But Walker had made a critical mistake. Realizing that without steamships for logistical support he had little hope of maintaining control of the country, Walker had revoked Vanderbilt’s Accessory Transit charter and commandeered the company’s steamboats. In so doing he made an enemy of the richest and most powerful man in America. Furious, Vanderbilt pressured Pierce to withdraw recognition of Walker’s presidency, supported the opposition coalition, shipped guns and gold to Costa Rica and sent agents to Nicaragua to foment uprisings and recapture his steamboats.
Without firing a shot, Vanderbilt’s agents, in alliance with the Costa Ricans, gained control of Walker’s steamships and fortifications, thereby cutting him off from any possibility of reinforcement. With few options left, Walker again entered Rivas, where the combined opposition forces—which now included American mercenaries in the pay of Cornelius Vanderbilt—kept him bottled up from December 1856 to May 1857. Finally, the captain of the U.S. sloop of war St. Mary’s, which had been dispatched to San Juan del Sur to protect American citizens, negotiated an agreement that allowed Walker and his officers to retain their sidearms, ride under escort to the coast and board the vessel for transport to Panama. The rest of his men were to be given amnesty and allowed to remain in the country if they chose. Walker’s invasion of Nicaragua was over—at least for now.
Walker made his way to New York, where he was again charged with neutrality violations, tried and acquitted. Almost immediately, he began to raise funds for a return to Nicaragua. The filibuster had captured the popular imagination, and his standing among the American people was at an all-time high. Writers dashed off poems, songs and even a three-act play to commemorate his deeds. Walker himself wrote a book, The War in Nicaragua—part apologia, part self-glorification.
“Insanely confident of success,” as one contemporary described him, Walker mustered another group of would-be conquerors and again sailed to Nicaragua. He landed his force at Punta Arenas on the Costa Rican coast in November 1857, but before he could make any further headway, U.S. Navy Commodore Hiram Paulding arrived at Punta Arenas aboard the 50-gun frigate Wabash, came ashore, arrested Walker and sent him home. The following spring in New Orleans, Walker, for the third time, was tried and found not guilty of violating neutrality laws. Still obsessed with his mission, Walker again assembled a mini-army, which included some of his original Immortals. This time their schooner struck a coral reef off Belize. A British warship rescued the frustrated little army and returned them to port in Mobile.
The wreck of his ship didn’t deter Walker from making a fourth attempt to retake “his” country. But this time the British—who maintained a strong presence in Central America—proved his undoing.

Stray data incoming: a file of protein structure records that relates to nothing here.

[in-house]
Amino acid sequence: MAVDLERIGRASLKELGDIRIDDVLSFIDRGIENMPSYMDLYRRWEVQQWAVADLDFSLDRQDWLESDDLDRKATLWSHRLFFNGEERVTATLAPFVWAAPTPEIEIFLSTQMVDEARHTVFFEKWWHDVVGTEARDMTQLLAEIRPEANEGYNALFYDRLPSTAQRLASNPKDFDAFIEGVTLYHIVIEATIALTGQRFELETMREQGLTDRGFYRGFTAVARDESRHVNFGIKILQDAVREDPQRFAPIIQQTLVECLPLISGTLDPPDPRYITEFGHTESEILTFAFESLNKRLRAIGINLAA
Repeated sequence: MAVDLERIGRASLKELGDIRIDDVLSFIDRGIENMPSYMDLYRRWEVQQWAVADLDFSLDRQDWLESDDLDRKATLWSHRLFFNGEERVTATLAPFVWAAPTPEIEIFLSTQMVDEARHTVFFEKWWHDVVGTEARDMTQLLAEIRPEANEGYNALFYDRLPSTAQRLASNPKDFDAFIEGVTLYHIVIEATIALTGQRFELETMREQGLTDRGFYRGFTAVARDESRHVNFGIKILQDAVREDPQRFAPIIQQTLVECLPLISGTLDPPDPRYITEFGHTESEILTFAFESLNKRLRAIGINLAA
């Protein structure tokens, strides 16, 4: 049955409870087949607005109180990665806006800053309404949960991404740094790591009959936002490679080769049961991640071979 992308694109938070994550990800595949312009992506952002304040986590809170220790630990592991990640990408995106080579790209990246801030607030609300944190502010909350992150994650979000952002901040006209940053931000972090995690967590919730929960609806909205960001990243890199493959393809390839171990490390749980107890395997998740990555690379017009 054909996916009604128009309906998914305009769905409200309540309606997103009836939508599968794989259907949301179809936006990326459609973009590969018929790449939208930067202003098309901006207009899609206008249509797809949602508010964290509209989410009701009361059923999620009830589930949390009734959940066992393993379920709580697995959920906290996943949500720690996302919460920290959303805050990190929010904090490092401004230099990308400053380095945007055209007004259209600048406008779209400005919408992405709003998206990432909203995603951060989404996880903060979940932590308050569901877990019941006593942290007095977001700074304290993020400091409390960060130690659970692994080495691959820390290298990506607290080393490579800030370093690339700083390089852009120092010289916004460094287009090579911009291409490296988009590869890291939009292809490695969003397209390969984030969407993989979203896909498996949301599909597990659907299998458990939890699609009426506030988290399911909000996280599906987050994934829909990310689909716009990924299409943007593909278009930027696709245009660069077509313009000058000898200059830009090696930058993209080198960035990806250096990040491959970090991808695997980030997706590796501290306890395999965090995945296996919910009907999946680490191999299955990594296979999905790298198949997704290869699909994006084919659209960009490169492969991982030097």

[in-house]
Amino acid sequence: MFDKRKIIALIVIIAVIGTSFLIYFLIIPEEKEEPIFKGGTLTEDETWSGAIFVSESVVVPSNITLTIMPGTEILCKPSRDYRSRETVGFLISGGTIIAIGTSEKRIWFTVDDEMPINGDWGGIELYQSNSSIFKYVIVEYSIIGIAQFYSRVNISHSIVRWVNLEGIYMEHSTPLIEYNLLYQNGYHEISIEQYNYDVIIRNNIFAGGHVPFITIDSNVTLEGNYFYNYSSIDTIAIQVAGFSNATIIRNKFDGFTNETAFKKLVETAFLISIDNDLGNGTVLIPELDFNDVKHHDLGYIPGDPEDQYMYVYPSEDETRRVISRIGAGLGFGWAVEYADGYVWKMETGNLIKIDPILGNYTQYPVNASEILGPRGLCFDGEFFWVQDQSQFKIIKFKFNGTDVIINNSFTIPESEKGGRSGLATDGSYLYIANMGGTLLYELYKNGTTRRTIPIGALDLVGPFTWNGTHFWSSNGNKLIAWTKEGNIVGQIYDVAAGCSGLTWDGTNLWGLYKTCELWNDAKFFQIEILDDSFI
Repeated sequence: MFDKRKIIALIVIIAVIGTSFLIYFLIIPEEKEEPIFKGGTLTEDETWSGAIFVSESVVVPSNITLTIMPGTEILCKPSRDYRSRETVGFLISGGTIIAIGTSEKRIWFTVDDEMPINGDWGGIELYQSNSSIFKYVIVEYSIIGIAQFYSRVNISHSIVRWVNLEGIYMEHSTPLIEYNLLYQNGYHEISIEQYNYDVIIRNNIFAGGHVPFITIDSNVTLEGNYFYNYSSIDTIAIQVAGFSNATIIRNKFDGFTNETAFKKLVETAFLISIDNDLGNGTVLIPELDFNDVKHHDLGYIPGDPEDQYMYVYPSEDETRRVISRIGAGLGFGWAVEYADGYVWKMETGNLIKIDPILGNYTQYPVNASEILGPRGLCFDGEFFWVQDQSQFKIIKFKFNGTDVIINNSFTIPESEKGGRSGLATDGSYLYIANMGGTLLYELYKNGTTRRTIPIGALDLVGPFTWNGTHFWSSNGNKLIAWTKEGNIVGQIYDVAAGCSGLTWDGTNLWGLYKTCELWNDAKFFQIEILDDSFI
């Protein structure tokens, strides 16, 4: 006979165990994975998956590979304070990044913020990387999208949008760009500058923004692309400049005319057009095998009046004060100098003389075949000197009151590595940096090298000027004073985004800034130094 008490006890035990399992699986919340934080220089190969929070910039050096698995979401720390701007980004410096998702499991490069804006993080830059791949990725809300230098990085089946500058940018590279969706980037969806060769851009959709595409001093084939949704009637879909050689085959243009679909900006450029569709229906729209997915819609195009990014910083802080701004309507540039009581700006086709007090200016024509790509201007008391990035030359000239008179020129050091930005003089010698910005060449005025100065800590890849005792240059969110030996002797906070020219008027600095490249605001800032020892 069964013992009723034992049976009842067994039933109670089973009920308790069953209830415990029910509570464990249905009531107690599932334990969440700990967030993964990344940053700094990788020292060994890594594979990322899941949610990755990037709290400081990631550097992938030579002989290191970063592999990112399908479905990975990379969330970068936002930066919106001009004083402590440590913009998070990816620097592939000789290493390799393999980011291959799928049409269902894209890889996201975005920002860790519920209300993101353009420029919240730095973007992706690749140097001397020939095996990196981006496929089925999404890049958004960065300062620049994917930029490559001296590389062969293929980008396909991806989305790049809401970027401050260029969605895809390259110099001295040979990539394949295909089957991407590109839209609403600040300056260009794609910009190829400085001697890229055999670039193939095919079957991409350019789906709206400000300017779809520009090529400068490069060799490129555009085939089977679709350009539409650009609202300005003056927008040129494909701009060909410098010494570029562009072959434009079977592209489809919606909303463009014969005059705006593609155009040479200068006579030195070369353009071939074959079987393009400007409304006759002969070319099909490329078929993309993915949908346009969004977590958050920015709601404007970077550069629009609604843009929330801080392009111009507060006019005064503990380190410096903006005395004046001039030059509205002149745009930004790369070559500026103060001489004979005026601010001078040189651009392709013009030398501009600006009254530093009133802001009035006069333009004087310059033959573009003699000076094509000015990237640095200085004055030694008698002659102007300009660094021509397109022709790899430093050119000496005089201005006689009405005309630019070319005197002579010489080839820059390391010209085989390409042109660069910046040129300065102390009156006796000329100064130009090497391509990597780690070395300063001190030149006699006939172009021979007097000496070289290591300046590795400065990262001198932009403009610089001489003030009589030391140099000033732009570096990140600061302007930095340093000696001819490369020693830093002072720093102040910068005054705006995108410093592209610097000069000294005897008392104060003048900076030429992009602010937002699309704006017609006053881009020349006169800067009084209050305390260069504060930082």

Walker landed his force of 91 men on the coast of Honduras and, on Aug. 6, 1859, captured the city of Truxillo (or Trujillo) and began a march toward Nicaragua. They would not make it. Along the way, the Americans encountered overwhelming opposition from Honduran infantry and suffered major losses, leaving in their wake dozens of dead or mortally wounded men. A flotilla of 15 British ships off the coast prevented reinforcements from joining Walker, and his army was soon reduced to 31 men, nearly all of whom were wounded, including their leader. “Coast fever” spread among the desperate men and rendered their situation hopeless. Again, rescue appeared in the form of a naval vessel—this time the British man-of-war HMS Icarus. Commander Norvell Salmon took Walker and his men aboard and personally gave them assurances of safe conduct.
For reasons that remain unclear, Salmon seemingly changed his mind and sailed to Truxillo, where he turned over Walker and his chief of staff, Colonel A.F. Rudler, to Honduran authorities. Rudler was sentenced to four years in the mines, but Walker was condemned to death.
On the morning of Sept. 12, 1860, Honduran soldiers marched him from his cell and, at the order to fire, finally stilled Walker’s relentless ambition. The “Gray-eyed Man of Destiny” was 36 years old. Salmon conveyed Walker’s men to Roatán, the largest of Honduras’ Bay Islands, where, in the words of one of the few survivors, they were “left to live or die, as might happen. Out of 91, only 12 returned to tell the story.”
Filibustering—perhaps the most extreme form of the Manifest Destiny impulse, died with William Walker. Within the next few months, the South seceded from the Union, giving the American people a great deal more to think about than the fate of one megalomaniacal freebooter. Given his lack of military ability, it was inevitable Walker should fail. His short-lived successes were due mainly to a combination of luck and his delusional inability to realize when he was beaten.
For further reading, Ron Soodalter recommends The War in Nicaragua, by William Walker; Reminiscences of the Filibuster War in Nicaragua, by C.W. Doubleday; and Filibusters and Financiers: The Story of William Walker and His Associates, by William O. Scroggs.